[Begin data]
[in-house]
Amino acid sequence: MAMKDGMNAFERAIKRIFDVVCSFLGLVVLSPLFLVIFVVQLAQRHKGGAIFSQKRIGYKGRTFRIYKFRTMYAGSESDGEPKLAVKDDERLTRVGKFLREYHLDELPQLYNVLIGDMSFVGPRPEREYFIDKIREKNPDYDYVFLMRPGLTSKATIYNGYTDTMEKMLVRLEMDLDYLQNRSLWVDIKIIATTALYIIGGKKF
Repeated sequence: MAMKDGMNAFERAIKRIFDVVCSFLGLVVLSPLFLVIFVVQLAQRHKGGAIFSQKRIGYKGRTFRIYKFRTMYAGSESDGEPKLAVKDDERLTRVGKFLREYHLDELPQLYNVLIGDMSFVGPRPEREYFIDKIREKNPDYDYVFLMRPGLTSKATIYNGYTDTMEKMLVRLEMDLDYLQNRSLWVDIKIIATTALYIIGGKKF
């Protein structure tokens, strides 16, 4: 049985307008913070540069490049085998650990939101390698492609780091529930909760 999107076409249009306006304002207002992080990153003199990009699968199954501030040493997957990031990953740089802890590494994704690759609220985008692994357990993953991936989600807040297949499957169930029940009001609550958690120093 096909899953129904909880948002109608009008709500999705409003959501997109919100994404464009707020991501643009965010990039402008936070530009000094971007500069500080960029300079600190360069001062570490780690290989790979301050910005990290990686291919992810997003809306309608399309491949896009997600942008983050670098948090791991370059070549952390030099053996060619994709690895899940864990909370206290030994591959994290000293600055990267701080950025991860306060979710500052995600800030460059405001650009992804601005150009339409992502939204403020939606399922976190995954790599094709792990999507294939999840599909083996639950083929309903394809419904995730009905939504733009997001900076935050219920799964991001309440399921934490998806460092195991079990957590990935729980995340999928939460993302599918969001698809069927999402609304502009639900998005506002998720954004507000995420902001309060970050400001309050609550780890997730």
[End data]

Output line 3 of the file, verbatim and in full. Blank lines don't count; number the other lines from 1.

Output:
Repeated sequence: MAMKDGMNAFERAIKRIFDVVCSFLGLVVLSPLFLVIFVVQLAQRHKGGAIFSQKRIGYKGRTFRIYKFRTMYAGSESDGEPKLAVKDDERLTRVGKFLREYHLDELPQLYNVLIGDMSFVGPRPEREYFIDKIREKNPDYDYVFLMRPGLTSKATIYNGYTDTMEKMLVRLEMDLDYLQNRSLWVDIKIIATTALYIIGGKKF